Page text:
Facing historically high feed prices, cattle feeders and nutritionists are focusing on efficiency, requiring a precise, scientific approach to developing and delivering rations. That was a key message in a presentation by nutritionist Ki Fanning, PhD, to the Academy of Veterinary Consultants last week in Denver. Fanning is the founder of Great Plains Livestock Consulting, a group of five nutritionists who consult with feedyards and cow-calf operators.

Fanning discussed the importance of dry-matter intake, saying even with high feed prices, more intake generally is better. A one-pound per day improvement in feed intake translates to about $10 more profit per head. With that in mind, he stresses cleaning water tanks weekly and keeping plenty of clean water available to cattle, as limiting water intake also limits dry-matter intake.

Corn processing improves starch digestibility, Fanning says, and most feedlots process corn either by dry-rolling or steam-flaking. Quality control in the feedmill is critical with corn prices at such high levels. With $7 corn, a 10 percent improvement in starch digestibility is worth $0.70 per bushel.

Fat is beneficial in feedyard rations, with 2.5 times the energy value of starch, but if fat exceeds 6 to 7 percent of dry matter in the ration, it can interfere with rumen microbes, reducing digestibility of the ration.

Acidosis in feedyard cattle – a reduction in rumen pH – results in lower intake and slower gains. A rumen pH of 5.6 to 6.2 is ideal, below 5.6 brings sub-acute acidosis and 5.0 or lower results in acute acidosis. Several factors influence acidosis and its impact on cattle, including intake levels, composition of the ration, rumen bacteria and the individual animal’s ability to withstand low rumen pH. Fluctuation in rumen pH is normal, with levels dropping at feeding and rising between meals. The time spent below the ideal pH level is critical to the impact of acidosis. To minimize problems with acidosis, Fanning says his clients use a 14- to 21-day period to adapt feedyard cattle to higher energy diets, minimize intake variation and feed at the same times every day.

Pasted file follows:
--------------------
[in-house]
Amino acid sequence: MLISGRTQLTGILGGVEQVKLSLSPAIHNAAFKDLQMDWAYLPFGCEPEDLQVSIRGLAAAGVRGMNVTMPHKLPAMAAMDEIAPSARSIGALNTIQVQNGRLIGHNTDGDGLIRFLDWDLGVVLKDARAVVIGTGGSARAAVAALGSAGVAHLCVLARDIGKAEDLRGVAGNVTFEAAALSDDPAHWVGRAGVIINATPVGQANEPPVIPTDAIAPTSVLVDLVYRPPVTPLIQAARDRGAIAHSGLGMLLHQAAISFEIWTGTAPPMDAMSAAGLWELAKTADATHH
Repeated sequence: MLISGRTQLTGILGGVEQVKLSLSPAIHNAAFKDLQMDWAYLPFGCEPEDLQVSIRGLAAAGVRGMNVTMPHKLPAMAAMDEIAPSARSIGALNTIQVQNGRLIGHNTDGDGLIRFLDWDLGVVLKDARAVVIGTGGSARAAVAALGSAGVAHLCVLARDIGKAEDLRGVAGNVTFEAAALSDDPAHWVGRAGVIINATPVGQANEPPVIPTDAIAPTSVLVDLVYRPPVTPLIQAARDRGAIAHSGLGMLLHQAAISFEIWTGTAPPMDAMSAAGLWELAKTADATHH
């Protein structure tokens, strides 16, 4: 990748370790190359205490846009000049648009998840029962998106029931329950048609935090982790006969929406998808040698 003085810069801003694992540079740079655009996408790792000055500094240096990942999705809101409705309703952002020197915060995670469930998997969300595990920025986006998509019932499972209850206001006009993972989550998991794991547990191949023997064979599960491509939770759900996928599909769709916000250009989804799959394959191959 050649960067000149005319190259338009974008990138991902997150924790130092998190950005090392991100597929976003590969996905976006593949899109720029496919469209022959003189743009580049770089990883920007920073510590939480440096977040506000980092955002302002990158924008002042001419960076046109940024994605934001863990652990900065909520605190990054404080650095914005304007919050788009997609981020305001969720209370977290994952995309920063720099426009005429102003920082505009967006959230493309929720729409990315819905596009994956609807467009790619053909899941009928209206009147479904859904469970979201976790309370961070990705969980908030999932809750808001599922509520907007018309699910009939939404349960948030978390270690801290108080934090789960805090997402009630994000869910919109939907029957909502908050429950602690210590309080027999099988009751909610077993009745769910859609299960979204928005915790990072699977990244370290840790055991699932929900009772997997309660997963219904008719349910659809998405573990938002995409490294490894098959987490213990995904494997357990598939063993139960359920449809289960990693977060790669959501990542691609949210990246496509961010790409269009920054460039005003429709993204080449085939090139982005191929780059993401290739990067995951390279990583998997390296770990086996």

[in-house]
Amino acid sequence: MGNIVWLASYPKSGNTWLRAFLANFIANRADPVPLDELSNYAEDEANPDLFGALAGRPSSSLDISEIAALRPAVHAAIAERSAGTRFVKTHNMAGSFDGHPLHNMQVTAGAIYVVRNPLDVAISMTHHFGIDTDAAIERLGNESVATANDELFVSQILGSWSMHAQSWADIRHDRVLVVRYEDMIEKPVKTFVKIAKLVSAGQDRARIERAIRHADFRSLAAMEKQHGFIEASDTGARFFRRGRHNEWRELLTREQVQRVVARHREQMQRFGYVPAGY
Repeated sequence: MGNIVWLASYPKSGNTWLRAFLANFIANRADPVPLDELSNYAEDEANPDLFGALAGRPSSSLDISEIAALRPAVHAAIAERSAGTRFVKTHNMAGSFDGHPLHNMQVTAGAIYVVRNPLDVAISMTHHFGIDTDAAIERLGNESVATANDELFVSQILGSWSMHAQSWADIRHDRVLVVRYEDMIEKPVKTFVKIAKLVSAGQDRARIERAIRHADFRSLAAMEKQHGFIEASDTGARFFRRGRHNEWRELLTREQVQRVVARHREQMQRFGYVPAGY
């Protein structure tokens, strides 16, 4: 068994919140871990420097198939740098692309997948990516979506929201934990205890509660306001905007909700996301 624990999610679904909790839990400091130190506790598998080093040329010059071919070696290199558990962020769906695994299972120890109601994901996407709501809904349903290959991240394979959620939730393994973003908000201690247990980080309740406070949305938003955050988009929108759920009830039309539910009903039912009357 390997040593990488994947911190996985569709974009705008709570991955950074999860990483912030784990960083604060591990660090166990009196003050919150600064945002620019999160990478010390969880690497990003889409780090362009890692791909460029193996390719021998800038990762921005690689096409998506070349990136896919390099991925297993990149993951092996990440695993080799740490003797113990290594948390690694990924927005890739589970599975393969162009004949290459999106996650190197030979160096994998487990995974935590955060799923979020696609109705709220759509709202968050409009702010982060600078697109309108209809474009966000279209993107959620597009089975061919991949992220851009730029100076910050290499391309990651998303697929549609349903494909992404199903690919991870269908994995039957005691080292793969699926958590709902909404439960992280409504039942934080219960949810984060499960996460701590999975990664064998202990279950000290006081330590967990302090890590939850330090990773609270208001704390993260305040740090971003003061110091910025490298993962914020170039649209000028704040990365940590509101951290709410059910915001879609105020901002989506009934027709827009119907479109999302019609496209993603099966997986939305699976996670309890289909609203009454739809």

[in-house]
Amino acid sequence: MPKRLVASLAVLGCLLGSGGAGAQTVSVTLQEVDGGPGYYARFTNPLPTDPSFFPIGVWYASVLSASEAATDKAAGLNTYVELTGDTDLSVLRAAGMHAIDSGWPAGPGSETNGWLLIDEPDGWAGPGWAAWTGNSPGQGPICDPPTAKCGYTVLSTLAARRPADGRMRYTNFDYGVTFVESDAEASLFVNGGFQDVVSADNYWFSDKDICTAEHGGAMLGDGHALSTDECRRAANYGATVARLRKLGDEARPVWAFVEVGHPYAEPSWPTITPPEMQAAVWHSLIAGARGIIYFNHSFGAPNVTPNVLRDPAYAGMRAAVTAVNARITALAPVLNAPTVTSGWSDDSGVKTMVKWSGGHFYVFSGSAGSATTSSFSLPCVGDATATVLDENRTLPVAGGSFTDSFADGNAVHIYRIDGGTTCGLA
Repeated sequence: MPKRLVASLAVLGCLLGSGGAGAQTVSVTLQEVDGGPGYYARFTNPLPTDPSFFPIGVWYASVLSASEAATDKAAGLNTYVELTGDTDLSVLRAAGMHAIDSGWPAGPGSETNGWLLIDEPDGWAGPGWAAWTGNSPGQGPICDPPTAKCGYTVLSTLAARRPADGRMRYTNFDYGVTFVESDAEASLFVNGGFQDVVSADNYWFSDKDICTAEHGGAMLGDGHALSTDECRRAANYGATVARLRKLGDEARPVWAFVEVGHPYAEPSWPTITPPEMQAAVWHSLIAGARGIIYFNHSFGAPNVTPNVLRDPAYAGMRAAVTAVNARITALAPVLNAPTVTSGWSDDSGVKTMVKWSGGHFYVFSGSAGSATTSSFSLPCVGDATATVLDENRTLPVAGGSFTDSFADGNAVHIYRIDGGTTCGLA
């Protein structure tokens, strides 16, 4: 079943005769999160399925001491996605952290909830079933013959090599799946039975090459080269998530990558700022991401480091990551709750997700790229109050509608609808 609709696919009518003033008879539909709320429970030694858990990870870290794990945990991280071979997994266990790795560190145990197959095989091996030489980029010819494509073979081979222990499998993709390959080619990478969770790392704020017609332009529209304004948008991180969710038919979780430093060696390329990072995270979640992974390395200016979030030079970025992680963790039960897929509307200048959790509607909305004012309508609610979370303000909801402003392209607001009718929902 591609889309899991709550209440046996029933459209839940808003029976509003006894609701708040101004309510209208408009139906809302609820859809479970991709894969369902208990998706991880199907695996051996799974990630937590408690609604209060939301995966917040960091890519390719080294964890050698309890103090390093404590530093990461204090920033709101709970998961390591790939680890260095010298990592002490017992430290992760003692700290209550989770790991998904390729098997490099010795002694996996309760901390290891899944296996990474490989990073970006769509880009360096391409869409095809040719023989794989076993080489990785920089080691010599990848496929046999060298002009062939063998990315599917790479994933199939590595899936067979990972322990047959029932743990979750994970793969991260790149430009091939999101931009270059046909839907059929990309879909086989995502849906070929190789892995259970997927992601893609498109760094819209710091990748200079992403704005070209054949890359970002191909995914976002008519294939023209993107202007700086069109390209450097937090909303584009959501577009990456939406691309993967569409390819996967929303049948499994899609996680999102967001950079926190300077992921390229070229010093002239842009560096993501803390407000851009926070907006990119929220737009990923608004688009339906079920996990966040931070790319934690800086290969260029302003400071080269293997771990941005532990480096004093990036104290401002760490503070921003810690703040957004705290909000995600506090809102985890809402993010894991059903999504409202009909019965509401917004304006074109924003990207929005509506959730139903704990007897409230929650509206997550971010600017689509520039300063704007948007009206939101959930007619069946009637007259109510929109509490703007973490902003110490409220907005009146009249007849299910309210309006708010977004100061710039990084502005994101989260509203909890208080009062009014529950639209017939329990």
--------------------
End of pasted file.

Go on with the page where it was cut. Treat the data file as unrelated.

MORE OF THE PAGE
In response to high feed prices, Fanning says his clients have made several adjustments, particularly making the most possible use of technologies that improve efficiency and productivity. These include:

  • Using ionophores such as Bovatec and Rumensin to improve feed efficiency. These products also reduce methane production, Fanning notes.
  • Using aggressive implant programs to optimize growth and reduce days on feed.
  • In some cases using limit-feeding systems.
  • Using beta agonists such as Optaflexx or Zilmax to improve gains and lean-meat yield late in the feeding period.
  • For now, Fanning says, clients are feeding fewer cattle for natural-beef programs. These programs require a significant price premium to account for the efficiencies sacrificed by not using implants and other products. High feed prices tend to widen that production-cost gap between conventional and natural feeding programs.